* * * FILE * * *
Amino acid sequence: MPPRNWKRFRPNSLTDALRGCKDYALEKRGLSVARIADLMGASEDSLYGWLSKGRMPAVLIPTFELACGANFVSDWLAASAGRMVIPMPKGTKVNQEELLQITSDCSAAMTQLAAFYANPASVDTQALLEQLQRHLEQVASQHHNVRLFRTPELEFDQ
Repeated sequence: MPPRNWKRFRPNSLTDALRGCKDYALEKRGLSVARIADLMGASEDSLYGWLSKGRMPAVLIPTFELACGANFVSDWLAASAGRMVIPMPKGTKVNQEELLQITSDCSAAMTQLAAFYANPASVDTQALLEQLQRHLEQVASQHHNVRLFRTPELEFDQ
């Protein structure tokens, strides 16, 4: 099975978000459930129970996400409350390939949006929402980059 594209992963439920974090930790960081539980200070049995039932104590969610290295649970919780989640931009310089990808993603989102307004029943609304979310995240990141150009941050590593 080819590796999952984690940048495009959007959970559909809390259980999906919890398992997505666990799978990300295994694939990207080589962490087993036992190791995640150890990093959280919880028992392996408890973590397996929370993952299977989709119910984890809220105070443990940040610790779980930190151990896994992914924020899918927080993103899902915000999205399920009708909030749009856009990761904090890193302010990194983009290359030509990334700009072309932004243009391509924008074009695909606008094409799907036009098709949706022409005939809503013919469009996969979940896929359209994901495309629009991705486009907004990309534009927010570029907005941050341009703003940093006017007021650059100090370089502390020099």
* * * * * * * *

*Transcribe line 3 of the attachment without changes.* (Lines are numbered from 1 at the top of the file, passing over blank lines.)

């Protein structure tokens, strides 16, 4: 099975978000459930129970996400409350390939949006929402980059 594209992963439920974090930790960081539980200070049995039932104590969610290295649970919780989640931009310089990808993603989102307004029943609304979310995240990141150009941050590593 080819590796999952984690940048495009959007959970559909809390259980999906919890398992997505666990799978990300295994694939990207080589962490087993036992190791995640150890990093959280919880028992392996408890973590397996929370993952299977989709119910984890809220105070443990940040610790779980930190151990896994992914924020899918927080993103899902915000999205399920009708909030749009856009990761904090890193302010990194983009290359030509990334700009072309932004243009391509924008074009695909606008094409799907036009098709949706022409005939809503013919469009996969979940896929359209994901495309629009991705486009907004990309534009927010570029907005941050341009703003940093006017007021650059100090370089502390020099």